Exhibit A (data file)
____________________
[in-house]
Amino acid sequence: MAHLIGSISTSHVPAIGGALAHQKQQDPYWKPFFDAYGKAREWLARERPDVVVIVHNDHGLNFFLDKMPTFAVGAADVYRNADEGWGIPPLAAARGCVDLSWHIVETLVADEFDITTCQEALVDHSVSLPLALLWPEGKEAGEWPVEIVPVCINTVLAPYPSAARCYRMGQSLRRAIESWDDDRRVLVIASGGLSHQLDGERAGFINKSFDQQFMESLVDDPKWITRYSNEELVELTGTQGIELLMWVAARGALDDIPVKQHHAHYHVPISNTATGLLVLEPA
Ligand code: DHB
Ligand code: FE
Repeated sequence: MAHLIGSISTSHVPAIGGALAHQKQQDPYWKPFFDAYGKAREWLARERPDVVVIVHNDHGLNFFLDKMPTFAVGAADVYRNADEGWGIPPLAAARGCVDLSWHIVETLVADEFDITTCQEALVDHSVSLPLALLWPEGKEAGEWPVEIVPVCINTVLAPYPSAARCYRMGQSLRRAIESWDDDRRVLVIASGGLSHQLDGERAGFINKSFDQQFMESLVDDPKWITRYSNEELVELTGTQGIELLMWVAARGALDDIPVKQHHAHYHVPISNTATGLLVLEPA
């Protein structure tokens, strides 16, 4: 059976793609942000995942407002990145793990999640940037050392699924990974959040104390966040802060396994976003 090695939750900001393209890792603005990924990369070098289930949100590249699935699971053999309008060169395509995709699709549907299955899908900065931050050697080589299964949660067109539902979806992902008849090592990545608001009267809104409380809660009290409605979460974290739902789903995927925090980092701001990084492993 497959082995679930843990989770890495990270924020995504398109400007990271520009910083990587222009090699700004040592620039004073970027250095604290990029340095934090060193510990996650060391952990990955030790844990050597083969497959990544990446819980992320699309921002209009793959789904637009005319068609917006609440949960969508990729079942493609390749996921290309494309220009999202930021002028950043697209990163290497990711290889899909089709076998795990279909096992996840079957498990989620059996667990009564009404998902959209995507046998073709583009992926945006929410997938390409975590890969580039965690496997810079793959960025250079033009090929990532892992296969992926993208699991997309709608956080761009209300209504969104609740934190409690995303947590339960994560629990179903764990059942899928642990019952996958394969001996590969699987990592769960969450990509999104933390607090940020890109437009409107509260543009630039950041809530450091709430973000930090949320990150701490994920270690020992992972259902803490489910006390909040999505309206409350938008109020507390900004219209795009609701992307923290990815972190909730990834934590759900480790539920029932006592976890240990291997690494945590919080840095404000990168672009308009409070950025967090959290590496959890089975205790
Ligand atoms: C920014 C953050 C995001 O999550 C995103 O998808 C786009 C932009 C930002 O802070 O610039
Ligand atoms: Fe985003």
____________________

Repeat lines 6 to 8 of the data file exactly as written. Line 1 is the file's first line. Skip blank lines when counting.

């Protein structure tokens, strides 16, 4: 059976793609942000995942407002990145793990999640940037050392699924990974959040104390966040802060396994976003 090695939750900001393209890792603005990924990369070098289930949100590249699935699971053999309008060169395509995709699709549907299955899908900065931050050697080589299964949660067109539902979806992902008849090592990545608001009267809104409380809660009290409605979460974290739902789903995927925090980092701001990084492993 497959082995679930843990989770890495990270924020995504398109400007990271520009910083990587222009090699700004040592620039004073970027250095604290990029340095934090060193510990996650060391952990990955030790844990050597083969497959990544990446819980992320699309921002209009793959789904637009005319068609917006609440949960969508990729079942493609390749996921290309494309220009999202930021002028950043697209990163290497990711290889899909089709076998795990279909096992996840079957498990989620059996667990009564009404998902959209995507046998073709583009992926945006929410997938390409975590890969580039965690496997810079793959960025250079033009090929990532892992296969992926993208699991997309709608956080761009209300209504969104609740934190409690995303947590339960994560629990179903764990059942899928642990019952996958394969001996590969699987990592769960969450990509999104933390607090940020890109437009409107509260543009630039950041809530450091709430973000930090949320990150701490994920270690020992992972259902803490489910006390909040999505309206409350938008109020507390900004219209795009609701992307923290990815972190909730990834934590759900480790539920029932006592976890240990291997690494945590919080840095404000990168672009308009409070950025967090959290590496959890089975205790
Ligand atoms: C920014 C953050 C995001 O999550 C995103 O998808 C786009 C932009 C930002 O802070 O610039
Ligand atoms: Fe985003």